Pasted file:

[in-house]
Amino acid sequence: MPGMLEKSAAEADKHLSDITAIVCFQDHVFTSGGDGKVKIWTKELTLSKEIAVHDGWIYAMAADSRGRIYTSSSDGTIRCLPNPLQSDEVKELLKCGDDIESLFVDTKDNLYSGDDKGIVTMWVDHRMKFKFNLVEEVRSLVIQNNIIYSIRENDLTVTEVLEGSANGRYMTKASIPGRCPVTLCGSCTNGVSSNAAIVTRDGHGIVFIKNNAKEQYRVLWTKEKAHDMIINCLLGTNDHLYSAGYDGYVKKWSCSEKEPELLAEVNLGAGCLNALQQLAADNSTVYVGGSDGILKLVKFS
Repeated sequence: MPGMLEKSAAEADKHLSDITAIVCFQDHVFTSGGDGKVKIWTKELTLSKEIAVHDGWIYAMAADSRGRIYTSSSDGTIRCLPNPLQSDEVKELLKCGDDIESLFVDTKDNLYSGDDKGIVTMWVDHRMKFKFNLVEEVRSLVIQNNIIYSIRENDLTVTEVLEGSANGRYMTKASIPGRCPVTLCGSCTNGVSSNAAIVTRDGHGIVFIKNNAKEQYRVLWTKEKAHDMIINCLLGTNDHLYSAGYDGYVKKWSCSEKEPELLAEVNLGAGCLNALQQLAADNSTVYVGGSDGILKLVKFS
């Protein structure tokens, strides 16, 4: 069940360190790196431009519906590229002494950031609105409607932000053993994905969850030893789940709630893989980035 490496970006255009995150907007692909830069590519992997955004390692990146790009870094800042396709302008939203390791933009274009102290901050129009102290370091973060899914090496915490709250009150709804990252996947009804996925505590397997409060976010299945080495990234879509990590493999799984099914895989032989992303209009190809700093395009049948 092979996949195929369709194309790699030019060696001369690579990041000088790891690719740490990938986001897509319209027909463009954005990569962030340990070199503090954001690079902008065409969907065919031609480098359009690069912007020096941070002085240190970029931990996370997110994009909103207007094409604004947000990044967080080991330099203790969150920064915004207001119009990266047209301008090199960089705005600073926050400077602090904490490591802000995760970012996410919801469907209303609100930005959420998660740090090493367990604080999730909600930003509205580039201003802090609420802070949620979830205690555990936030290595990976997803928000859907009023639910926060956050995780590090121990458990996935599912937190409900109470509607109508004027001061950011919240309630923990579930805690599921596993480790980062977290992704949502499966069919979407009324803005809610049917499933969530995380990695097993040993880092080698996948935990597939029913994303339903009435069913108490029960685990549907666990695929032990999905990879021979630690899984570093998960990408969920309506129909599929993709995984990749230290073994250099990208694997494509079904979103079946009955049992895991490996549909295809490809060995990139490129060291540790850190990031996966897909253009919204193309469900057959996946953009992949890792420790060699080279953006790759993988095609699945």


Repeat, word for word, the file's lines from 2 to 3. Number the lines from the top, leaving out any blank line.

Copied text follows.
Amino acid sequence: MPGMLEKSAAEADKHLSDITAIVCFQDHVFTSGGDGKVKIWTKELTLSKEIAVHDGWIYAMAADSRGRIYTSSSDGTIRCLPNPLQSDEVKELLKCGDDIESLFVDTKDNLYSGDDKGIVTMWVDHRMKFKFNLVEEVRSLVIQNNIIYSIRENDLTVTEVLEGSANGRYMTKASIPGRCPVTLCGSCTNGVSSNAAIVTRDGHGIVFIKNNAKEQYRVLWTKEKAHDMIINCLLGTNDHLYSAGYDGYVKKWSCSEKEPELLAEVNLGAGCLNALQQLAADNSTVYVGGSDGILKLVKFS
Repeated sequence: MPGMLEKSAAEADKHLSDITAIVCFQDHVFTSGGDGKVKIWTKELTLSKEIAVHDGWIYAMAADSRGRIYTSSSDGTIRCLPNPLQSDEVKELLKCGDDIESLFVDTKDNLYSGDDKGIVTMWVDHRMKFKFNLVEEVRSLVIQNNIIYSIRENDLTVTEVLEGSANGRYMTKASIPGRCPVTLCGSCTNGVSSNAAIVTRDGHGIVFIKNNAKEQYRVLWTKEKAHDMIINCLLGTNDHLYSAGYDGYVKKWSCSEKEPELLAEVNLGAGCLNALQQLAADNSTVYVGGSDGILKLVKFS